Protection Against Foreseeable Disasters

In an article titled ‘Disaster Law and Policy: Accidents Waiting to Happen’ the American Bar Association states “natural disasters aren’t utterly unforeseeable events”. That’s great to know because if I can see one coming, I can take shelter and protect myself.

Was the collapse of crypto exchange FTX and the conviction of its former CEO, Sam Bankman-Fried, not an unforeseeable event? Most of FTX’s customers did not see it coming, robbing many individuals and organizations of their life savings, much of which will not be recovered.

What happened, and what can be learned from the aftermath?

In the case of FTX, it appears that the core team were liars and embezzlers. Customers were deceived, robbed, and left gaping in amazement. Do you think the customers should have known better? How can one protect themselves from deliberate deception, let alone all the other disasters, accidents, serendipitous choices that have unexpected consequences, and failures in oversight? Can these be foreseen?

In many high-risk situations, a future disaster can be foreseen and prevented by having strictly enforced disaster prevention systems. These are two separate things: Disaster prevention systems, and strict enforcement. One without the other is useless. Just consider the following examples among many:

The Titan Submersible Accident OceanGate ignored warnings from standards bodies inside and outside the company. It was an accident waiting to happen.

The Champlain Towers Collapse- Structural engineers from the National Institute of Standards and Technology (NIST) reportedly found “significant design and construction problems” in the pool deck, “weaker than required by building codes”.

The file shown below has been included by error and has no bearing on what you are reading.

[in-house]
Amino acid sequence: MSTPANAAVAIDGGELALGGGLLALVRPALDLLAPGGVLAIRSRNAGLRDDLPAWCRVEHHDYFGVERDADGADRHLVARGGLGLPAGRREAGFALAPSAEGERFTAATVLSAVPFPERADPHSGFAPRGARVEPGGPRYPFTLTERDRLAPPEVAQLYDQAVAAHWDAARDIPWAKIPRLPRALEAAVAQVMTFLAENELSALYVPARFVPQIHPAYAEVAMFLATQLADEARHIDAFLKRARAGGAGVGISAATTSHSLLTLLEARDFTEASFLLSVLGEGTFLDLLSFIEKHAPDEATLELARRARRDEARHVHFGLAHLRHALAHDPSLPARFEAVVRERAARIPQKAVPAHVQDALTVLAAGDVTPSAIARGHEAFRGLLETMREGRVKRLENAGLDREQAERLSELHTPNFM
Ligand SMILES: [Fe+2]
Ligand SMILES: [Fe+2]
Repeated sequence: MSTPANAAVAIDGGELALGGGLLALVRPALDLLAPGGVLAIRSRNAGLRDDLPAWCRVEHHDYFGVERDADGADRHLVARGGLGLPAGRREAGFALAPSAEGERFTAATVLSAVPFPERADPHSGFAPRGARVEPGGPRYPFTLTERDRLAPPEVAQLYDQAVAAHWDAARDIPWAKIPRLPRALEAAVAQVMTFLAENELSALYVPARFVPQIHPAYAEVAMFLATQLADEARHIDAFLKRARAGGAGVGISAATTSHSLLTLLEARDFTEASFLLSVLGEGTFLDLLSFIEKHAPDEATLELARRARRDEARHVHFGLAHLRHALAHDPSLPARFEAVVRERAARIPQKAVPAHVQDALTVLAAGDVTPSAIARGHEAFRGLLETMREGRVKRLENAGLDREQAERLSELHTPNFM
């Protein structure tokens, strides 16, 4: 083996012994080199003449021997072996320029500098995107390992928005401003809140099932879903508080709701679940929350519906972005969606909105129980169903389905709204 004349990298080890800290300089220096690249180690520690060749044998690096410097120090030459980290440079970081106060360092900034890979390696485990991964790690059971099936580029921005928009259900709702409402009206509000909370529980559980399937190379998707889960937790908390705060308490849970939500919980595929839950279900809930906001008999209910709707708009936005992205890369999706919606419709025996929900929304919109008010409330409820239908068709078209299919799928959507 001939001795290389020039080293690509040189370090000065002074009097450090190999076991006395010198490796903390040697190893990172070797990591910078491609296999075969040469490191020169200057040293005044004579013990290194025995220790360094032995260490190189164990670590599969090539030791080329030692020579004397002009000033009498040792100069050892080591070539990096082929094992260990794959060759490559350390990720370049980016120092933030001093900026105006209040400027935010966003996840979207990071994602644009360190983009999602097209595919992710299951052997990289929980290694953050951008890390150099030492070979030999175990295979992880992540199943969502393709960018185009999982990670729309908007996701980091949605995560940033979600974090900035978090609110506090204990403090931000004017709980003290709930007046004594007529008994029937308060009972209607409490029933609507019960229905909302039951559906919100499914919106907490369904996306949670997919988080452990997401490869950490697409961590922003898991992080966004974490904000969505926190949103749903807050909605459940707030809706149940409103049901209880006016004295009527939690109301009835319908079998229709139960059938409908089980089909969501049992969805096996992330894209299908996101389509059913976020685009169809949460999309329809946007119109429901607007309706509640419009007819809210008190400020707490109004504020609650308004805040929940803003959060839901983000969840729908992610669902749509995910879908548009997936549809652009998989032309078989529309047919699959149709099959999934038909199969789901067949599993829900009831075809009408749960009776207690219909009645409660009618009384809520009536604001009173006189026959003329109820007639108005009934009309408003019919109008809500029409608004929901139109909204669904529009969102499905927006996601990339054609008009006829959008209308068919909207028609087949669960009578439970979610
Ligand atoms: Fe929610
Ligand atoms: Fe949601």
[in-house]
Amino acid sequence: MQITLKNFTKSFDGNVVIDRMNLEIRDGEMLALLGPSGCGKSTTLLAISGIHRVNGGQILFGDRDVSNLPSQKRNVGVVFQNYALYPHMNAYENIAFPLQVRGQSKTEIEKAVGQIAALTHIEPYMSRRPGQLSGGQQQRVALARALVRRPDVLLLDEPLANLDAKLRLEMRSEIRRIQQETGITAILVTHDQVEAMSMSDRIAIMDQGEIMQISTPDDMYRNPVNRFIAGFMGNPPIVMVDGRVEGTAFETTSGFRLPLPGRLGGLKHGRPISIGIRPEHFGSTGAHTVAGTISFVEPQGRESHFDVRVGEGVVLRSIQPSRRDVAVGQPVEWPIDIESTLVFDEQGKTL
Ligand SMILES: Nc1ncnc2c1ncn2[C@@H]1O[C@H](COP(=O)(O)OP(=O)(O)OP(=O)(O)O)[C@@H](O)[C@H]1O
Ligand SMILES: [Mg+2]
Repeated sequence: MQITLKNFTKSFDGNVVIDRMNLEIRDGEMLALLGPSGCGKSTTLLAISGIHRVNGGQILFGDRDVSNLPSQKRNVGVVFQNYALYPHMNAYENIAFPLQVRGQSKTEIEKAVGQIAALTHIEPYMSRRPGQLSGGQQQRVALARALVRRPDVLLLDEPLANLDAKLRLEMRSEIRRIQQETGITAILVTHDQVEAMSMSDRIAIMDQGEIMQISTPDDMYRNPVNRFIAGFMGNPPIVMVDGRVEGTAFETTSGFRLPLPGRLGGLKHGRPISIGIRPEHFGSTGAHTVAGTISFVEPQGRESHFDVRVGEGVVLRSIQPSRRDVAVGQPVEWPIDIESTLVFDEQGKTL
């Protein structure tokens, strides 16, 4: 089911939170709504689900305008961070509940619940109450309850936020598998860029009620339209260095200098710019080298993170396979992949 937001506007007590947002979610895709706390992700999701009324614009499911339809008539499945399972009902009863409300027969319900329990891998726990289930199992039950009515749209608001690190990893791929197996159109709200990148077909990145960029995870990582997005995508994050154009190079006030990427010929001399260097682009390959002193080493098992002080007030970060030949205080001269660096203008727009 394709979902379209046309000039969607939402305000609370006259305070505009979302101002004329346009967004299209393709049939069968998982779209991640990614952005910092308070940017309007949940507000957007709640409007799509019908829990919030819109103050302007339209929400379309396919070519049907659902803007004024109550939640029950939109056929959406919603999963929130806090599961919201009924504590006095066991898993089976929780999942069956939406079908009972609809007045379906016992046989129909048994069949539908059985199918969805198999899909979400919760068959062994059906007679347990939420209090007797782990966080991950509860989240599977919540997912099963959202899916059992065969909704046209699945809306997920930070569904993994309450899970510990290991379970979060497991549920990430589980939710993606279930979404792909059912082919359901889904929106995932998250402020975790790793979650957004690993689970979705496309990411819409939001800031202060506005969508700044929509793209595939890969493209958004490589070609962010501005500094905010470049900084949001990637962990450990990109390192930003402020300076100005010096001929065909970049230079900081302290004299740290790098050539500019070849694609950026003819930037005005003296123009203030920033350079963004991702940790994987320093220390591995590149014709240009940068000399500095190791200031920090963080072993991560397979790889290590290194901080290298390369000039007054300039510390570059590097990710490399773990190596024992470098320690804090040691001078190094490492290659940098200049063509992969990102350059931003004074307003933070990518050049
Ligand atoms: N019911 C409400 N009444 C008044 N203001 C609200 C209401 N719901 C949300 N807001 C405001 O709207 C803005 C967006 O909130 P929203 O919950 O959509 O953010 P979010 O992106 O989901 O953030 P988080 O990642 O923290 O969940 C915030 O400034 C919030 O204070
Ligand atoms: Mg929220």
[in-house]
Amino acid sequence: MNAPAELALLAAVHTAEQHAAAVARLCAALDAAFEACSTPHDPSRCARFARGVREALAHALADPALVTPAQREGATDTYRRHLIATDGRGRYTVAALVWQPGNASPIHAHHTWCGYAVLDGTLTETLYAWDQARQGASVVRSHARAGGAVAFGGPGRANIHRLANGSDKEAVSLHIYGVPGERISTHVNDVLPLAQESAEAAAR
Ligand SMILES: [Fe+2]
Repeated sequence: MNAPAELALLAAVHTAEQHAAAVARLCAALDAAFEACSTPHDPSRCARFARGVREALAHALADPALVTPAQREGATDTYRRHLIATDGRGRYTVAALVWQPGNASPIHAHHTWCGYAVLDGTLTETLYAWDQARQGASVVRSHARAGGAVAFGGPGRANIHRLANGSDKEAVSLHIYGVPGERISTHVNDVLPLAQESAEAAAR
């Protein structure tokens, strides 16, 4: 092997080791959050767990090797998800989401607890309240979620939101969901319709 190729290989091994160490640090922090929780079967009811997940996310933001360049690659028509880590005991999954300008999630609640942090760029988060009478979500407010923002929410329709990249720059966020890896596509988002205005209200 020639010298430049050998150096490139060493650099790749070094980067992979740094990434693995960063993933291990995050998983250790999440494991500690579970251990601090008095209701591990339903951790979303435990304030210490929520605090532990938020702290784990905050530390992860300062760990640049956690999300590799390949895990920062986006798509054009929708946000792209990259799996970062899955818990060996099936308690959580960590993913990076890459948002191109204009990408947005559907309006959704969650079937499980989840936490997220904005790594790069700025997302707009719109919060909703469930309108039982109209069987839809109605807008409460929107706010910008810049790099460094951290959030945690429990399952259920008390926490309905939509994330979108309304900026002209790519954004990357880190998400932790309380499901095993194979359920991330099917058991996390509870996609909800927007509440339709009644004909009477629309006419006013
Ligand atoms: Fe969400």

Japan’s Fukushima Daiichi Nuclear Power Station– Carnegie Endowment for International Peace states “The Fukushima accident was preventable. Had the plant’s owner, Tokyo Electric Power Company (TEPCO), and Japan’s regulator, the Nuclear and Industrial Safety Agency (NISA), followed international best practices and standards..”

And what about FTX? Weren’t they adhering to standards? No, they were not, partially because there were no clear standards for cryptocurrency exchanges. They had no disaster prevention system. Offshore crypto organizations in the Bahamas are unregulated.  “Never get in an unclassed sub. I wouldn’t do it, and you shouldn’t either.” – Robert McCallum, former engineer at OceanGate.

Cryptocurrency, and other digital assets, must have standards and regulations, (disaster prevention systems), and a regulating body that enforces adherence, or they will remain riddled with disaster.

Next spring, (May 1-2, 2024), the Government Blockchain Association (GBA) will host The Future of Money, Governance, and the Law in Washington, DC. This 2-day conference will showcase the Blockchain Maturity Model (BMM) which defines standards for blockchain projects, and digital asset management. The BMM has been endorsed by the United Nations as THE standard for blockchain assurance.  Enforcement is implemented through assessor teams who ensure that best practices are followed.

Do you own or invest in cryptocurrency and digital assets? Then don’t miss The Future of Money, Governance, and the Law.

May 1-2, 2024, Washington, DC.

Tickets are on sale now at Early Bird pricing.

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